1863 Dec 17
December 17, 1863
My dear Companion,
I received two letters from you.
I am in good health, hoping that these lines may reach and find you well and also Mollie, too, also the rest of the connection.
I eat a fine dinner today.
My tobacco came safe. I want you to take all the tobacco Wash has got. I will send you money as salt to pay for it. And if I send salt, I want you to speculate on it. Write me word what salt is worth in your next letter. If I can make it pay, I will buy it and send home. It is worth 20 dollars per bushel to get it home.
I have not drawn any money yet, but will in a few days. I will draw another cap, pants, shirt, and drawers and coat and maybe shoes. I will send these home the first chance I have, once I got them, but Captain Martin has got them in his tent, so I know I’ll get them. I have got as many clothes here as I ought to keep. If you can get mine wove, do not cut it out yet awhile. Maybe it will be best to sell the clothes at 10 or 20 dollars per yard and pay debts.
The old man Brooks has shit and dabbled in it, ain’t he? It is about like I expected. He can no longer claim the friendship of good men, but she is as good as he is.
If Tom comes down here, I will have the chance to send some things home by him. I want to get Pa some oysters to send if I can.
I am glad to hear that John Pat got home at last.
Jim Harden will be taken if he stays until after Christmas.
It is raining now very hard. We have very hard weather here but we have comfortable winter quarters to stay in.
If I get sick, I will try to get up the country to a hospital. You must send to Zebulon and get your salt sent. Let nothing slip that is worth anything at all. It is worth 12 dollars at least.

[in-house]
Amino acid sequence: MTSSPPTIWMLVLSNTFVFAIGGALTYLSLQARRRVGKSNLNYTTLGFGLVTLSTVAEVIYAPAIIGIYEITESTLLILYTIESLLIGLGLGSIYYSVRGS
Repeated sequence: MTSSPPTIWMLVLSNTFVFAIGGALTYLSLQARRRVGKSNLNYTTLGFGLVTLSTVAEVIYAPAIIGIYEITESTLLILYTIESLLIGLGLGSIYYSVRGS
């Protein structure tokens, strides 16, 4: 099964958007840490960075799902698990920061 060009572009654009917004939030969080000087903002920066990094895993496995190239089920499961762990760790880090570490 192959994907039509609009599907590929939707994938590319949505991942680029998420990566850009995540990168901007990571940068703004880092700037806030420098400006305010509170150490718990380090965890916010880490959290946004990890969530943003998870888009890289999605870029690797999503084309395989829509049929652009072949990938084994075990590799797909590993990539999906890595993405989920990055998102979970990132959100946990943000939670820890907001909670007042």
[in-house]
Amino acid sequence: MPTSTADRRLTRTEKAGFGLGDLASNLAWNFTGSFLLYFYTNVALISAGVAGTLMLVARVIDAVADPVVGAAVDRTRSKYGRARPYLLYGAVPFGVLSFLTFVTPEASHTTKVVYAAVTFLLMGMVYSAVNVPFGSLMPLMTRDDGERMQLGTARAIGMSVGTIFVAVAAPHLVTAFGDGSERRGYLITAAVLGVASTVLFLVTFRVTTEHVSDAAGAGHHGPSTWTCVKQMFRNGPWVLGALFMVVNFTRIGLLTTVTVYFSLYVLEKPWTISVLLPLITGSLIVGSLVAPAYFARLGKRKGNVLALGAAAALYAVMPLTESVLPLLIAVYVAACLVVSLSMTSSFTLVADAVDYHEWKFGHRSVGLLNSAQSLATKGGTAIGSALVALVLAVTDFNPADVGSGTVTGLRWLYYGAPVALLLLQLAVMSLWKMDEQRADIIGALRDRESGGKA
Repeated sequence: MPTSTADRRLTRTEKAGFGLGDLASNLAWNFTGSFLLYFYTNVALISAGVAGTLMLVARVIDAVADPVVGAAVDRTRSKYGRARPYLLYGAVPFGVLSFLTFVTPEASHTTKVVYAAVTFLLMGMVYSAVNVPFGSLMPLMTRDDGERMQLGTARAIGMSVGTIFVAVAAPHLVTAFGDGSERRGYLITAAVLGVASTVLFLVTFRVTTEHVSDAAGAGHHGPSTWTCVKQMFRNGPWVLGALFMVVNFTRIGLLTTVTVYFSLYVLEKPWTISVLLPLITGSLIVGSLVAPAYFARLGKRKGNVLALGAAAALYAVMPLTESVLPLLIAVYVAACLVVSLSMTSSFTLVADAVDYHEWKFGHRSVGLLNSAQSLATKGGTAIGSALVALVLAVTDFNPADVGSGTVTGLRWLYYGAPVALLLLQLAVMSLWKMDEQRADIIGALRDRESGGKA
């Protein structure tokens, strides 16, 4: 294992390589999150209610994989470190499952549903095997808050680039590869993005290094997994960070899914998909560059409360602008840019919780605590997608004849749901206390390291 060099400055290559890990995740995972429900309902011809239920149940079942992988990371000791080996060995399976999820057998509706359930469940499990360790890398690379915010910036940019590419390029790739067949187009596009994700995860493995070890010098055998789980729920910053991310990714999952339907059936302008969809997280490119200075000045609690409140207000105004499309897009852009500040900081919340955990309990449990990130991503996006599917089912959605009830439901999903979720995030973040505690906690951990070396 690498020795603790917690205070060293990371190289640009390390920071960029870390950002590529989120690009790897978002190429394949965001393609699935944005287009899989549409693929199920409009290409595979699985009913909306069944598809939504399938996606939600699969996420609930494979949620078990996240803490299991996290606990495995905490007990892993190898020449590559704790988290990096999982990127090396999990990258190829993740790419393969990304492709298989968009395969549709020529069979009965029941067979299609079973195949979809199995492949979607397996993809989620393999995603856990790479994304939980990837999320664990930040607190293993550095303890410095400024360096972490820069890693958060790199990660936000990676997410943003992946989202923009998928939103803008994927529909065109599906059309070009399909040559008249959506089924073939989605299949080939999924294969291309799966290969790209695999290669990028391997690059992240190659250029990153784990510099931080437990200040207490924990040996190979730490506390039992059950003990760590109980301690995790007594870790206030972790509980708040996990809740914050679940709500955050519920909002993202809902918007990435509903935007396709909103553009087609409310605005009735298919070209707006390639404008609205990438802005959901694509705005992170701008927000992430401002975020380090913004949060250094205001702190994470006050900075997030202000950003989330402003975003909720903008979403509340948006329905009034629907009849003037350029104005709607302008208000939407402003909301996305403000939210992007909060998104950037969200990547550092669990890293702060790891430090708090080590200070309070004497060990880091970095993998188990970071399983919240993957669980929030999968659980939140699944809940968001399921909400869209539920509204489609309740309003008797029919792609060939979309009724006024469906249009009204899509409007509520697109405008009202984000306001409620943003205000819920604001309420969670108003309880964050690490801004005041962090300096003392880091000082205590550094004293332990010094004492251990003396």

I wish I could see my little girl. I think she ought to be going to school where she could get some whipping. I want to see my baby very bad. The first chance I get, I will come home.
Tell Sammy that Lieutenant Johnson is in Griffin and, if he or Wash has to go, if they will see him, he will do all he can to get them to this company.
Those that can hear good can hear the cannon at Charleston plain. Sometimes they fire every second for three or four hours at a time.
Sometimes they talk like there will be a fight here, but I can’t tell. It may and it may not.
We had General Review yesterday in Savannah. I stood the march finely and Colonel Gordon treated the Regiment. Some of the boys got tight. They say we have to go once a week to town for brigade drill and it is equal to seventeen miles march.
I will stop for tonight. May the Lord be with you the one night and forever.
W. H. H.
I am well this morning and my good breakfast makes me feel happy to know that I have one at home who cares for my welfare.
I drew one pant, one shirt and drawers last night. I will send some home by Mrs. Orear, if not sooner.
So, I will close.
William H. Harden